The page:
Always on the look out for new loose materials to use for active play, I am totally in love with Discount School Supply’s “Excellerations Let’s Move Batons.” The six 10” long batons are made of sturdy clear plastic tubes with bright ribbon streamers inside that extend 13” from each end. They are easy to grip for small hands and user friendly for the toddler and the preschooler. The minute you see them, you want to pick them up—one for each hand!
Start the music and bodies start moving. With a baton in their hand, encourage the children to dance and move about freely in the open space. Suggest to the children that they move or shake the baton fast, slow, high, low, side to side, and all around. Tell them that when the music stops, they are to stop and freeze (stand motionless like a statue). When the music starts again, children resume dancing. Ask children to follow along as you move the baton across the front of your body, circle the baton in front of your body like a Ferris wheel or circle it over your head like a helicopter blade. Try to trick the dancers by starting and stopping the music quickly. They love the element of surprise! Use all different types of music: fast, slow, classical, rock, salsa. When playing a slow song, suggest the children twirl, leap and float to the music.
Crossing the Midline (Cross Lateral Movements)
Put on some music and have children, with a baton in each hand, follow along as you cross left hand to the right side of your body, right hand to the left side of your body. Continue by crossing over and touching feet, etc. Now with only one baton, have children follow along as you make figure eights in the air, circle the baton around your body, wave it high, swing it low, and so forth.
Follow the Leader
Each child is given a baton. Children line up horizontally next to each other with a baton’s distance between them. One child is chosen as the leader and stands in front of and facing the line. Play begins with the leader making a movement with the baton and the children imitate the movement with the baton they are holding. Direct the leader to make each movement slowly giving the group enough time to follow.
The Show-and-Tell Baton
The baton is a great piece of equipment to use at Circle Time for sharing and show-and-tell. The baton is passed from child to child sitting at Circle Time. A child who has something to share with the group, holds the baton and has the opportunity to speak about something that is important to them or share an item they brought from home and tell the group why it is special. The other children in the circle listen and can ask questions. The baton is passed around again and the next person in the circle holding the baton has a turn to share. A child has the option to pass the baton and not speak. Circle Time sharing and show-and-tell is complete when everyone has had a chance to hold the baton. In this activity, children build self-confidence and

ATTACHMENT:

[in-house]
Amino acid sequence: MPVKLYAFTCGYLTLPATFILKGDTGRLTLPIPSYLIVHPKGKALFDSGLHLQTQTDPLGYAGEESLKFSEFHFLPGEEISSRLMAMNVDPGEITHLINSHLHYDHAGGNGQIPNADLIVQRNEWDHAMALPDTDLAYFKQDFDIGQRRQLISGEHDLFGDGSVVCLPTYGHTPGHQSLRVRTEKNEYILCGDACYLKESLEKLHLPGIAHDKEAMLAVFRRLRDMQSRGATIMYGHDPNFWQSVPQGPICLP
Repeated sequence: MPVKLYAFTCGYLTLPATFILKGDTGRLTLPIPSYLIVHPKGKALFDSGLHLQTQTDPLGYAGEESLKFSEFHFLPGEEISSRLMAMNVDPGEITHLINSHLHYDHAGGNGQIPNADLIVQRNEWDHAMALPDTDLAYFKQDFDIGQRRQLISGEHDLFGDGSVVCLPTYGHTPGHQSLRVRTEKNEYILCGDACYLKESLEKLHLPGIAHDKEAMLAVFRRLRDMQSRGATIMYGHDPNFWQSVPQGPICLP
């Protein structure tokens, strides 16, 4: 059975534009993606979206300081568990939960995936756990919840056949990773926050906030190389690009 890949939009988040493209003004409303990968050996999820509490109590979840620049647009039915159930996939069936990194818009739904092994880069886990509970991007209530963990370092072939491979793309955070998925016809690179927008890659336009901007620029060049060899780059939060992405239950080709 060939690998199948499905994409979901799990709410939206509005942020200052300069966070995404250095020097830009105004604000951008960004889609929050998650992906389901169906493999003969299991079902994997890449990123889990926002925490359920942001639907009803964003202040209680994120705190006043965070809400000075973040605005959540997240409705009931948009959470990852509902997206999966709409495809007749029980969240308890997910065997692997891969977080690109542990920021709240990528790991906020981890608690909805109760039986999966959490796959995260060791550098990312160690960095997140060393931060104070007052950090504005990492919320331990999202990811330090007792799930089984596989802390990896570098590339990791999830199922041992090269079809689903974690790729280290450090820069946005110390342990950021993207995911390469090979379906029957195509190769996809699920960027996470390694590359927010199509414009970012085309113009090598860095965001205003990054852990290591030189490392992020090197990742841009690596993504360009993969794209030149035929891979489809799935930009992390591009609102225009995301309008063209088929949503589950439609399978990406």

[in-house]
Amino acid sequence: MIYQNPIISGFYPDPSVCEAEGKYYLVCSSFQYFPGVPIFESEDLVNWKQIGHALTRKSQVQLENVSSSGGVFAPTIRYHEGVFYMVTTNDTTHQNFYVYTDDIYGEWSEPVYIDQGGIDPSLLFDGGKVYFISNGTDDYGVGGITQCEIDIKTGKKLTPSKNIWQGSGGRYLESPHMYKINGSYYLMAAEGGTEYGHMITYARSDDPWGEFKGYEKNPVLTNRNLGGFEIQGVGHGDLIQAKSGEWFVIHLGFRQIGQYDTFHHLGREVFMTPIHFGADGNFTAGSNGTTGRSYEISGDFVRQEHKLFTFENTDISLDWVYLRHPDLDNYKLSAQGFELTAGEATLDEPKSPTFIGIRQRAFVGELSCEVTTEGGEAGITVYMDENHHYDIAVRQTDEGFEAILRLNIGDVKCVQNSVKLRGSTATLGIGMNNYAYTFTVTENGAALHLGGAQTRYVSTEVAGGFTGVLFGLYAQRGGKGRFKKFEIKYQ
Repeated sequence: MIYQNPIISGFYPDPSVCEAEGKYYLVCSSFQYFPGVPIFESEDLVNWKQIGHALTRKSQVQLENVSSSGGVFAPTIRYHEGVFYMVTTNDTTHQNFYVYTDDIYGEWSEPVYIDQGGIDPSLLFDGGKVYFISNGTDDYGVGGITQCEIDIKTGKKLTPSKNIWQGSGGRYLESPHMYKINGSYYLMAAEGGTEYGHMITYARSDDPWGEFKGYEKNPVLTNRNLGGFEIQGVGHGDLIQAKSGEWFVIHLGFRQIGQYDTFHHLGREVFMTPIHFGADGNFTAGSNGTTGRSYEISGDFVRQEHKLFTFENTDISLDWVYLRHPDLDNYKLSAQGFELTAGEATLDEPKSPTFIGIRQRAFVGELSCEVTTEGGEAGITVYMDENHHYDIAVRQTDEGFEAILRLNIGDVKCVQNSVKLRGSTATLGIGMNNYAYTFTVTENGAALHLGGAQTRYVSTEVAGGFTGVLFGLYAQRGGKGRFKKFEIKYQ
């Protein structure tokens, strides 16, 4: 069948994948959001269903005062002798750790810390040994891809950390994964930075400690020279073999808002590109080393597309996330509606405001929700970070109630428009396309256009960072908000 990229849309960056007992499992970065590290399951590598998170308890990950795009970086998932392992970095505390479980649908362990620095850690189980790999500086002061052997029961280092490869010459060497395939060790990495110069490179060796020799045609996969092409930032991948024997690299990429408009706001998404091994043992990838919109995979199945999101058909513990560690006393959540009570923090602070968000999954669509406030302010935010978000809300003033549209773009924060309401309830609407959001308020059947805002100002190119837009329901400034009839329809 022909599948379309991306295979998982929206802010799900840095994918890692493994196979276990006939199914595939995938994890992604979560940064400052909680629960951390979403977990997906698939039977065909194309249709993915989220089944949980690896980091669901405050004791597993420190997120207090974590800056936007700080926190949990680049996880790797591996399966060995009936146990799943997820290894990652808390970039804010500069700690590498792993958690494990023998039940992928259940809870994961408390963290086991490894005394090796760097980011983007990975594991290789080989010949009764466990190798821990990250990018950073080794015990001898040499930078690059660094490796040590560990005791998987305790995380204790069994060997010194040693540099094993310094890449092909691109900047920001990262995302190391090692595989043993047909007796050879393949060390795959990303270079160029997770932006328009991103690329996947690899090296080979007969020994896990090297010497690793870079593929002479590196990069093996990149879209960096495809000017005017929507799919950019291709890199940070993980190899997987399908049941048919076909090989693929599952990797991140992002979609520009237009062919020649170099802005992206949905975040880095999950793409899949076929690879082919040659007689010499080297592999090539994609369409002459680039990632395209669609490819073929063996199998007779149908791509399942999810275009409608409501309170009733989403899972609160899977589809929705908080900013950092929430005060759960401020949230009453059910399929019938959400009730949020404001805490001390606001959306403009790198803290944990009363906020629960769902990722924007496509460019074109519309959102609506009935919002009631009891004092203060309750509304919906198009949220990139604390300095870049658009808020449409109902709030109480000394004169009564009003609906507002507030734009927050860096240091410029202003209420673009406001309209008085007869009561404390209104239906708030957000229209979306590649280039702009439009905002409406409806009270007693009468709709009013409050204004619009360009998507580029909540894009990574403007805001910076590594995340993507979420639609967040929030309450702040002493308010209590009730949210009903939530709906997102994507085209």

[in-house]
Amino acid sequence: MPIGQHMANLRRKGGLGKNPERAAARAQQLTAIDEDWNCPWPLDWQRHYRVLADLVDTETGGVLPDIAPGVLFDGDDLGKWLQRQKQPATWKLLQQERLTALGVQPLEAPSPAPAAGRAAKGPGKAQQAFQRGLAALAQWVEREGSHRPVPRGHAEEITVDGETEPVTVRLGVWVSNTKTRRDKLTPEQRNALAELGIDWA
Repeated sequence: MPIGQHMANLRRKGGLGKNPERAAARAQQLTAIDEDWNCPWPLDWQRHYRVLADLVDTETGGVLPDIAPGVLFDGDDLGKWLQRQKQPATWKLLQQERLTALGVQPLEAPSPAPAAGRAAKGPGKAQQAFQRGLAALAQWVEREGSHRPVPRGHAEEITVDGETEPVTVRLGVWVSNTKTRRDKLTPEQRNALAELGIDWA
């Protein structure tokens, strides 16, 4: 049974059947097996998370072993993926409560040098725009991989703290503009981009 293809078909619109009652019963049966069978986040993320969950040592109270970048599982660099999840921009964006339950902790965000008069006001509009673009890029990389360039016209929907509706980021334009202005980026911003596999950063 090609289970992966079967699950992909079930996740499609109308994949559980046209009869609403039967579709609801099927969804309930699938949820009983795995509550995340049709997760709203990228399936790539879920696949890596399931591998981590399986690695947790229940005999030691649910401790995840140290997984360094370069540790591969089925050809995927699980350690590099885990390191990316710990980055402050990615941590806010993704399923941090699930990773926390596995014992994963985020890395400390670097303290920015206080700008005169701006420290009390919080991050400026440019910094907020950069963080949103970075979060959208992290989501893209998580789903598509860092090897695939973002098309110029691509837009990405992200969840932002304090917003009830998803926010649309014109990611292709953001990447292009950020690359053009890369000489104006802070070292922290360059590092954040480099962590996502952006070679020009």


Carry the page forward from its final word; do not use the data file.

practice turn taking, listening, and speaking.
Drum Major or Majorette of Marching Band
Have children pick a rhythm instrument (tambourine, shakers, maracas, rhythm sticks or claves, cymbals, bells, triangle, drum, etc.) of their choice and line up behind the leader of the band—the drum major or majorette. The drum major or majorette leads the marching band, moving the baton up and down to the beat of the music while the children follow behind playing their instruments. Everybody loves a parade!
Split group of children into teams and have them stand in a single-file line behind the starting line. Give the leader of each team a baton. To play, the leader runs with the baton in hand from the starting line to a turnaround point (i.e., cone, etc.) and back again, passing the baton to the next person in line. The game continues until each person of each team has had a turn to run with the baton.
Playing and using the baton promotes and develops…
- Gross motor development—using the large muscles of the arms, legs and trunk
- Fine motor skill (or dexterity)—coordination of small muscle movements, usually involving the synchronization of hands and fingers with the eyes
- Hand-eye coordination—eyes and hands working together smoothly to meet a challenge
- Spatial awareness—coordinated movement in relationship to other objects in the environment
- Directionality—the inner sense and knowledge of where things are in relation to the body
- Cross lateral movements—arm and leg movements that cross over from one side of the body to the other
- Balance—being able to hold the position of the body through the interaction of muscles working together (maintaining body equilibrium) whether the body is stationary (static balance) or moving (dynamic balance)
- Creative movement—a joyful way for children to explore movement through music, develop physical skills, channel energy, stimulate imagination and promote creativity
- Cooperation and teamwork—2 or more people working and playing together rather than against one another, just for the fun of it
- Fun— playful actions providing amusement and enjoyment
- Listening skills—ability to follow verbal directions